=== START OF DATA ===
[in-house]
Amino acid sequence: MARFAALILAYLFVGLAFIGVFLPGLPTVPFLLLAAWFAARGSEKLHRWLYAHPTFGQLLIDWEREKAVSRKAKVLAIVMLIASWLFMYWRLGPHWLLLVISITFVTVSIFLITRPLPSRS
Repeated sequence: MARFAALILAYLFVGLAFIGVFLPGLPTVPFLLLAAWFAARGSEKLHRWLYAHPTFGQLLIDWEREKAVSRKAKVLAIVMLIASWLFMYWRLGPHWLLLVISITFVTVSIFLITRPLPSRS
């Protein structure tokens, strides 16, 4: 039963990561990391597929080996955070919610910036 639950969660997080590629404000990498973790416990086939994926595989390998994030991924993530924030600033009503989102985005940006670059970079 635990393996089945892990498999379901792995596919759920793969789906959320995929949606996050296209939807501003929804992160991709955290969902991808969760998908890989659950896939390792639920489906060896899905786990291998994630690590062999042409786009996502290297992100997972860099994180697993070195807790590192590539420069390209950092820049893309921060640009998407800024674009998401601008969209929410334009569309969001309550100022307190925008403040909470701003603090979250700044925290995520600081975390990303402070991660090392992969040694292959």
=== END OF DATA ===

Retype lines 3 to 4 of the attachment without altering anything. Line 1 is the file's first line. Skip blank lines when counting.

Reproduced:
Repeated sequence: MARFAALILAYLFVGLAFIGVFLPGLPTVPFLLLAAWFAARGSEKLHRWLYAHPTFGQLLIDWEREKAVSRKAKVLAIVMLIASWLFMYWRLGPHWLLLVISITFVTVSIFLITRPLPSRS
């Protein structure tokens, strides 16, 4: 039963990561990391597929080996955070919610910036 639950969660997080590629404000990498973790416990086939994926595989390998994030991924993530924030600033009503989102985005940006670059970079 635990393996089945892990498999379901792995596919759920793969789906959320995929949606996050296209939807501003929804992160991709955290969902991808969760998908890989659950896939390792639920489906060896899905786990291998994630690590062999042409786009996502290297992100997972860099994180697993070195807790590192590539420069390209950092820049893309921060640009998407800024674009998401601008969209929410334009569309969001309550100022307190925008403040909470701003603090979250700044925290995520600081975390990303402070991660090392992969040694292959």